By Dave Wilkin
Huntsville council’s upcoming decision on whether to appoint or call a by-election to fill our vacant mayor’s chair is one of the most important decisions Council has faced in recent memory. The community currently appears fairly evenly divided on the matter, as borne out by a recent poll.
Let me begin by addressing the main objections most seem to have with a by-election. The top one seems to be the $100,000 ‘unbudgeted’ cost. This is likely a misleading number. I would bet that at least half of that is Town fixed costs (i.e. existing staff time cost). Would you consider $50,000 plus a few months of some existing staff time too high a price to pay for democracy?
Some have also argued the need for consistency and standards, which implies holding by-elections for other seats vacated resulting from the ripple effect on council filling the mayor’s chair and leading to higher spending. This is flawed thinking. First, it implies that all council seats are of equal importance, and therefore should be treated in a standard or consistent fashion. The mayor, as head of council, is also the chief spokesperson for our town, and our leader at the District Council table. The mayor can be thought of as the CEO of a town or city. The buck stops there. It is a much more important role than a councillor. The other vacated seats would be filled via appointment, without issue or cost.
Another argument made in support of appointment is that we elected councillors to make decisions on our behalf, and so empowering them to make this one too. This clearly overlooks the fact that some decisions are far more impactful and important than others. Second, no one thought when they voted for their councillors that they would be empowering them to choose the mayor for the next three years. It becomes even more questionable when the decision will be decided by six, perhaps fewer councillors, and would likely be very close.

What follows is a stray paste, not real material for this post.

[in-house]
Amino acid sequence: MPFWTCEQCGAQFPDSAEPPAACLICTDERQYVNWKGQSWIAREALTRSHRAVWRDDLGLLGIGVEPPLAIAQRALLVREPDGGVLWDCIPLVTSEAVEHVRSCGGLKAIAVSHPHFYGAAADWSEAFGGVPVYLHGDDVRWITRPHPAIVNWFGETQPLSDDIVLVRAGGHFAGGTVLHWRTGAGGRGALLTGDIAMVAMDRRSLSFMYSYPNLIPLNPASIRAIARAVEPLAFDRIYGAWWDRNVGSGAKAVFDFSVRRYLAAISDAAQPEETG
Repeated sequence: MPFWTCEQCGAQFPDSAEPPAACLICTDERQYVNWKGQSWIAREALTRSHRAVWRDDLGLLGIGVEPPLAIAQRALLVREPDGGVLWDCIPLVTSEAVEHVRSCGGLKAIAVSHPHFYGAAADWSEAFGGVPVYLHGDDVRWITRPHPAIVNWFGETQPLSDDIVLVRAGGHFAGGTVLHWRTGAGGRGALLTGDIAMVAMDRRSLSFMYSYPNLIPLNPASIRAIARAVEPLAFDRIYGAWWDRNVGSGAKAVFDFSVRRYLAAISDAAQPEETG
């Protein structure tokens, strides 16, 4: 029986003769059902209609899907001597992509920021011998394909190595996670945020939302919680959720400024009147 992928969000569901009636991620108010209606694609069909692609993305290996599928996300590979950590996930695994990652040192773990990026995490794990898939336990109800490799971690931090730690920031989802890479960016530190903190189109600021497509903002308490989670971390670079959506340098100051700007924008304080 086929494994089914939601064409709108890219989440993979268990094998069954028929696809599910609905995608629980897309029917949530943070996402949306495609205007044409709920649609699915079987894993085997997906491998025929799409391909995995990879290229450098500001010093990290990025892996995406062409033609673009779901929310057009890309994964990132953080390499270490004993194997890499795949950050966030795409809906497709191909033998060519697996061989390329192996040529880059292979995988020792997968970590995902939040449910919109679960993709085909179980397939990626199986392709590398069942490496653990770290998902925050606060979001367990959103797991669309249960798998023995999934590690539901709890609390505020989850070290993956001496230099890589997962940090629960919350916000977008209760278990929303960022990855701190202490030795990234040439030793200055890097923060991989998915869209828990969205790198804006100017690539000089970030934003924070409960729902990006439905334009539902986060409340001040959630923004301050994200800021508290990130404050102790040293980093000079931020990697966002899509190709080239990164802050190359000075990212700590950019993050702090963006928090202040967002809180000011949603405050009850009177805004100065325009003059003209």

The next three years could be the most challenging Huntsville has seen in decades; far from business as usual. Topping the list of challenges is the future of our hospital, and the enormous burden that MAHC’s latest two-new-hospital-build plan would place on Huntsville taxpayers. Our previous mayor was very well informed, and our strongest advocate and leader on this critical issue. He would not be pushed around by anyone, and fully understood the fiscal realities and limits quite well. That’s precisely what Huntsville residents want and expect in their mayor. For this reason alone, the people should choose.
There are other pressing big issues and challenges too, including aging infrastructure, business/residential growth investments, fighting for our share of affordable housing, local health and job creation and government funding. There’s also a likelihood that District/Municipal restructuring will heat up again. The Ford government has rightly decided to leave this in the hands of District/Regional governments. Changes there could significantly impact Huntsville, so a strong experienced leader representing our town’s interests at the District table is critical. Let’s also not overlook the possibility of a global recession, meaning a mayor possessing strong fiscal and leadership skills becomes that much more important.
Should we allow any election fatigue/overload to trump democracy? I think not.
Finally, do our councillors, given all that’s at stake, want to be on the record as having placed a small cost ahead of democracy? At least half of the people disagree with that, and they will be far more upset and vocal than those who simply say appoint. To those councillors interested in the mayor’s seat, would you want a cloud of legitimacy hanging over your three-year term as mayor, given the challenges ahead? I sure wouldn’t.
Dave Wilkin is a Professional Engineer who lives in Huntsville. He is an electrical engineer with a career spanning 35 years in IT, banking and consulting.
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